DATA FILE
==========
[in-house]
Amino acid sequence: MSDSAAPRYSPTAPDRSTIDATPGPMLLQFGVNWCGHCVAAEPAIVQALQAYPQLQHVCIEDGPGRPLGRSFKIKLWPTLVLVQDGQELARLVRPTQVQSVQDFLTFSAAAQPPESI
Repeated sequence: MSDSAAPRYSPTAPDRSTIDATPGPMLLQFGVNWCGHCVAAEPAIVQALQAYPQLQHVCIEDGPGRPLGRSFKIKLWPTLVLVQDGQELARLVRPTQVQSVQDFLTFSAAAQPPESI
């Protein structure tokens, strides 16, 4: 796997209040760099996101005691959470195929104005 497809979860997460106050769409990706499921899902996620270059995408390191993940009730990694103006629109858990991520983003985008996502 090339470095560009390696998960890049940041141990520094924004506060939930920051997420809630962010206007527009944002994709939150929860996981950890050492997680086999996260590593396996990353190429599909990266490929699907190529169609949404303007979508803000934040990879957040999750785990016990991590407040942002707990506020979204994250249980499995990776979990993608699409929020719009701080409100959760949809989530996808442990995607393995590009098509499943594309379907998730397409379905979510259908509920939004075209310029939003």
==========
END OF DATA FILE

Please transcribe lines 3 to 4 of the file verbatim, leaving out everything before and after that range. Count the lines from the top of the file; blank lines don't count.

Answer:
Repeated sequence: MSDSAAPRYSPTAPDRSTIDATPGPMLLQFGVNWCGHCVAAEPAIVQALQAYPQLQHVCIEDGPGRPLGRSFKIKLWPTLVLVQDGQELARLVRPTQVQSVQDFLTFSAAAQPPESI
């Protein structure tokens, strides 16, 4: 796997209040760099996101005691959470195929104005 497809979860997460106050769409990706499921899902996620270059995408390191993940009730990694103006629109858990991520983003985008996502 090339470095560009390696998960890049940041141990520094924004506060939930920051997420809630962010206007527009944002994709939150929860996981950890050492997680086999996260590593396996990353190429599909990266490929699907190529169609949404303007979508803000934040990879957040999750785990016990991590407040942002707990506020979204994250249980499995990776979990993608699409929020719009701080409100959760949809989530996808442990995607393995590009098509499943594309379907998730397409379905979510259908509920939004075209310029939003």